#TeamNextdoor

Why Black History Month Is Important to #TeamNextdoor

Written by Helen Lee

Meet BAND – a.k.a. Black at Nextdoor! This Black History Month, we turned to a few members of our Black employee resource group to hear what the month means to them – and why it matters for all neighbors. Black History Month is an opportunity to celebrate stories of diversity and the fight for equality – not just this month, but all year round. 

Tasha Graham, Nextdoor Global Payroll Manager
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Tasha Graham, Nextdoor Global Payroll Manager

This month is a reminder for everyone to learn more about how Black people have helped to build and shape this country, as well as to show young people what they can achieve.

My hero is Dr. Justina Ford, the first Black female doctor in Denver, Colorado. Although she completed the required course of study and graduated from medical school in 1899, she was not allowed to practice in a hospital. Dr. Ford opened a medical practice in her own home in Denver and treated anyone who came to her for help; she delivered over 7,000 babies during the course of her career. Her home in Denver is now open to the public, housing the Black American West Museum. Learn more about Dr. Ford here.

"Folks make an appointment and whatever color they turn up, that's the color I take them." - Justina Ford, Physician
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Kwesi Sey, Nextdoor Finance & Strategy Analyst

Kwesi Sey, Nextdoor Finance & Strategy Analyst
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Black History Month is a great way to learn more about and hopefully empathize with one of the most marginalized groups in the U.S. Growing up in Ghana without knowing much about Black History Month, I’m always pleasantly surprised by how much I learn about Black difference makers every year – both past and present.

My historical hero is Kwame Nkrumah, an organizer and revolutionary behind the Pan-Africanist movement. He led the Gold Coast to independence from Britain in 1957, becoming the first Prime Minister and President of Ghana. Learn more about Dr. Nkrumah here.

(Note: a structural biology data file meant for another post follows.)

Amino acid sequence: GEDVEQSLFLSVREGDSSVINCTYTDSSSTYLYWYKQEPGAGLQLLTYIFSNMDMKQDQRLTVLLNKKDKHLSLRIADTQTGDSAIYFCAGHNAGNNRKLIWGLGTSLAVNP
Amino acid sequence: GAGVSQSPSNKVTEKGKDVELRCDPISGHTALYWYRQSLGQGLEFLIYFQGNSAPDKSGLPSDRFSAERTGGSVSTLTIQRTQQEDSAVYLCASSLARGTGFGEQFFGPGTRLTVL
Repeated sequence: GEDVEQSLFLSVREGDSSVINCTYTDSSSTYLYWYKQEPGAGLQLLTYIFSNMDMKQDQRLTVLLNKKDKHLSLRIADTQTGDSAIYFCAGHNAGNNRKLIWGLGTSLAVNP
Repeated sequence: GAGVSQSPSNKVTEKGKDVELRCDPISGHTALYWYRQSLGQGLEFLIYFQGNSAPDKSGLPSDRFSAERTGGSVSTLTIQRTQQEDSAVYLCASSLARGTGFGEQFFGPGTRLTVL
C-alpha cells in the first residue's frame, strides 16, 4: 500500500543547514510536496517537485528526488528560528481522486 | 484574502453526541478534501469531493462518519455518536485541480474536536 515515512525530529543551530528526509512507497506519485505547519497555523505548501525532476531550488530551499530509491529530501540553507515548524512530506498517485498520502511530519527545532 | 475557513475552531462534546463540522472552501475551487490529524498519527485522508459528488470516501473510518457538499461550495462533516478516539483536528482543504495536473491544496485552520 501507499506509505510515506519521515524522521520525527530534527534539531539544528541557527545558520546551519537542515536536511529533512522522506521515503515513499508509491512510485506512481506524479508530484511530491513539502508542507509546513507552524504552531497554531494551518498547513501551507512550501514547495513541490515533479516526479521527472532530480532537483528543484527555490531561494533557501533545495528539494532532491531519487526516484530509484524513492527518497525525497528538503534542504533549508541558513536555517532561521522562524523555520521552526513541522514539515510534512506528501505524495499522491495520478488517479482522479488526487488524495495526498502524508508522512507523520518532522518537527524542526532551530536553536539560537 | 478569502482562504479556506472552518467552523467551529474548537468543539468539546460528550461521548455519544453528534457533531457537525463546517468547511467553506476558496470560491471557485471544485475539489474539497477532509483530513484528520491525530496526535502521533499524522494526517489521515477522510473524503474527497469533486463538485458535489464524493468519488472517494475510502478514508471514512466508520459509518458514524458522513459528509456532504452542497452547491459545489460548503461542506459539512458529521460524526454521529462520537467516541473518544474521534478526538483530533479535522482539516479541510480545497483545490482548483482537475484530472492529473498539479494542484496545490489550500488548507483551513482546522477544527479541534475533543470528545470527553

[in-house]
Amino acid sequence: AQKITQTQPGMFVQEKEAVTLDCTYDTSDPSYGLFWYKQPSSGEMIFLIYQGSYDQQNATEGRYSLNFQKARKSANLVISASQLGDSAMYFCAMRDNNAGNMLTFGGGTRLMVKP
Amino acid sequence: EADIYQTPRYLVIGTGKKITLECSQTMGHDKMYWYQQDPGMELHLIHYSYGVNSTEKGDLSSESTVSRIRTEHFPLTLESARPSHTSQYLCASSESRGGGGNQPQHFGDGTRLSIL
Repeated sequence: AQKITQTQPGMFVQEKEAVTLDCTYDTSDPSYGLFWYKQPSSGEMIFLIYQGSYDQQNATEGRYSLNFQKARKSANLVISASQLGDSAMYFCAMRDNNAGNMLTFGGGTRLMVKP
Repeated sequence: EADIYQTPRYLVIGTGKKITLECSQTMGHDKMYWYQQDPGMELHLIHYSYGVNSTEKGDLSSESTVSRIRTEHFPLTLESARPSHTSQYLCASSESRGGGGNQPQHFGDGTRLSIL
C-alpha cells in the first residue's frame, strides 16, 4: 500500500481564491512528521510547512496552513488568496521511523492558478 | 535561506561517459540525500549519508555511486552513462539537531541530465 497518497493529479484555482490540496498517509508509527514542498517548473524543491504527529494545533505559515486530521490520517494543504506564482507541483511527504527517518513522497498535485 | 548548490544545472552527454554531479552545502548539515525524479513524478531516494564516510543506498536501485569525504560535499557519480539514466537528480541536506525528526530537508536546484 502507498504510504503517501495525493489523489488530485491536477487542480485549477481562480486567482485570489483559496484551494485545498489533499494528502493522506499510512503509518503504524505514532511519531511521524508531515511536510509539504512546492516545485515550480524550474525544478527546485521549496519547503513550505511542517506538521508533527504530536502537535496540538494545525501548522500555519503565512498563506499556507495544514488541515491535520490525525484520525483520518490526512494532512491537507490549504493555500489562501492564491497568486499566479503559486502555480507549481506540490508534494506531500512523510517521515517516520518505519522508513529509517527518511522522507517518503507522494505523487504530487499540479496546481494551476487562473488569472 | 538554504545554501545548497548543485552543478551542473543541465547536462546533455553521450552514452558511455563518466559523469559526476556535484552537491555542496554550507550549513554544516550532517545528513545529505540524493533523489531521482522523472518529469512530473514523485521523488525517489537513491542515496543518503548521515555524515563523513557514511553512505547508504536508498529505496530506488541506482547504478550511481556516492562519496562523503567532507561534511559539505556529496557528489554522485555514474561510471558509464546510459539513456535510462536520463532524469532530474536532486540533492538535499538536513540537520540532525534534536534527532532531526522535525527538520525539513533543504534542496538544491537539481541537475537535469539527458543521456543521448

"The forces that unite us are intrinsic and greater than the superimposed influences that keep us apart." - Kwame Nkrumah, President of Ghana
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Gary Johnson, Nextdoor Software Engineer

Gary Johnson, Nextdoor Software Engineer
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Black History Month has become more important to me as I get older. I have the opportunity to learn with my kids, connect with other Black folks, and appreciate our strength, resilience, and beauty.

As a father to two young African-American athletes, I want my boys to look to figures that they can learn from and who inspire them to do good in the world. Jackie Robinson has been a figure that my sons and I look up to – not just for his skills and athleticism, but what he did for the future of baseball and the minds of Americans. He embodied hard work, passion for what you do, and resilience both on and off the field. Learn more about Mr. Robinson here.

"There's not an American in this country free until every one of us is free." - Jackie Robinson, American Baseball Player
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Chinongwa Themba Chasakara, Nextdoor Recruiting Coordinator

Chinongwa Themba Chasakara, Nextdoor Recruiting Coordinator
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Being Black in South Africa (which is where I’m from), is definitely different from being Black in America in that there are a lot less of us around! But no matter where you’re from, it’s important to love what makes us unique and inspire pride in our communities. 
This month, I highly encourage everyone to read Long Walk to Freedom, an autobiography by Nelson Mandela. You might know the name, but not everyone knows his full story or that of South Africa, which was ruled under segregation and institutionalized racism until the 1990s. Mandela spent 27 years in prison for his activism, but was ultimately elected President of South Africa after his release, becoming the country’s first Black head of state and the first elected official in a fully representative democratic election. Learn more about Dr. Mandela here.

"To be free is not merely to cast off one's chains, but to live in a way that respects and enhances the freedom of others." - Nelson Mandela, President of South Africa